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ERCOT leaders say the power grid's backup will be ready next time. Here's what went wrong in February

"If we had been another four minutes, generators would have started tripping off and we would have gone kind of down a spiral."

AUSTIN, Texas — When the February winter storm, known as Winter Storm Uri, knocked out power plants and froze power generators, the Electric Reliability Council of Texas (ERCOT) called for load shedding. Load shedding is the State’s way of saying blackout.

Texas was at the edge of darkness – less than five minutes from all power shutting off.

“Thinking in terms of the lives that would have been lost because that would have been protected facilities, everything would have been black,” Texas State Rep. Tracy King said in the Texas House Committees on State Affairs and Energy Resources joint hearing on Feb. 25.

The Laredo representative was part of a joint hearing questioning ERCOT leaders about what happened during Uri.

“It was that dire,” King said.

A catastrophic Texas blackout could eventually leave first responders and hospitals without power. Everything would shut down.

“Some places would have had backup generation, but that would have run out very quickly,” King said.

Homes and businesses get electricity from the power grid. Most of Texas is on the ERCOT grid and is isolated from the rest of the country. The grid gets its electricity from power generators, like coal, natural gas and wind. The generators also need the grid’s electricity to operate. It’s a cycle and a big problem if everything goes dark.

“A power plant is not exactly like a car that you can just walk out to turn a key and it starts,” said Joshua D. Rhodes, Ph.D., postdoctoral researcher at Webber Energy Group/Energy Institute, University of Texas at Austin.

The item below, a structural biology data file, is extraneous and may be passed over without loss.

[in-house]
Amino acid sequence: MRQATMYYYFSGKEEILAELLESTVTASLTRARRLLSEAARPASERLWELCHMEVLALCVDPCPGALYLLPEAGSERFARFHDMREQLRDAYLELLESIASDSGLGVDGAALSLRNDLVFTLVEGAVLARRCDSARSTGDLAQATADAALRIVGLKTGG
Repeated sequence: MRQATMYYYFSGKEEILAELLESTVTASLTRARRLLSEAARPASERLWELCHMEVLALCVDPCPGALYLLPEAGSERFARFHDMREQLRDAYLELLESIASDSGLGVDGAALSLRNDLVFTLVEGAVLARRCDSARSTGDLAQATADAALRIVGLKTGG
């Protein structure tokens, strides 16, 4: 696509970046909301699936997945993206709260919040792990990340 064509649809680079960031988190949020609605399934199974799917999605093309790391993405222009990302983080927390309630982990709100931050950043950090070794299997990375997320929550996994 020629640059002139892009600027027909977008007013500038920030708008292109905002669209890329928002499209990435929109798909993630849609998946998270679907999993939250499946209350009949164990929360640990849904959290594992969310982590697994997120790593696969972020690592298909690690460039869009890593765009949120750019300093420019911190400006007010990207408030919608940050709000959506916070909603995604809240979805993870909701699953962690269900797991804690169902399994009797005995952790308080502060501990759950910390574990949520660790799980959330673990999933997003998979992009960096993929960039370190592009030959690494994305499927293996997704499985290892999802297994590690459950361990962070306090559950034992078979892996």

Texas relies on 28 primary and alternate black-start resources, according to this federal report. The units can make power without help from the state’s electric grid. The State pays for the units to be on standby.

“You'd first have to start these power plants. You would have to make sure that power moved to other power plants and not to people consuming energy. You’d have to get those [other] power plants started,” Rhodes said.

The State describes the process as islands, small segments to get balanced before moving on to another and another.

The Department of Energy shows one black-start unit may take six hours to get going. If the grid doesn’t stay balanced and uses too much power at once, the grid could shut down again. The process would start over.

ERCOT leaders told lawmakers homes could be without power for weeks to months.

“If the grid did go down catastrophically, there would likely be some damage to the system that we would only find once we tried to restart it. It might take time, you know, weeks, if not months, sometimes to get all of that infrastructure together. If you have to get a new transformer drop shipped from Asia to over here, that takes time,” Rhodes said.

The KVUE Defenders found Texas would not have had all of its black-start units in February.

The Federal Energy Regulatory Commission (FERC), the North American Electric Reliability Corporation (NERC) and NERC’s regional entities analyzed Winter Storm Uri’s impact on the Texas power grid.

“Over the course of the event, 82% of ERCOT’s 28 (primary and alternate) black-start resources … experienced an outage, derate or failure to start at some point,” the report shows.

That’s 23 of 28 units. Only five black-start units stayed functional the entire duration of Uri.

“If we had been another four minutes, generators would have started tripping off and we would have gone kind of down a spiral,” Bill Magness, former ERCOT CEO, said during the Feb. 25 hearing.

The KVUE Defenders asked ERCOT for the status of the damaged black-start units.

“ERCOT’s complete black-start inventory is 100% available, if needed,” the corporate communications team replied.

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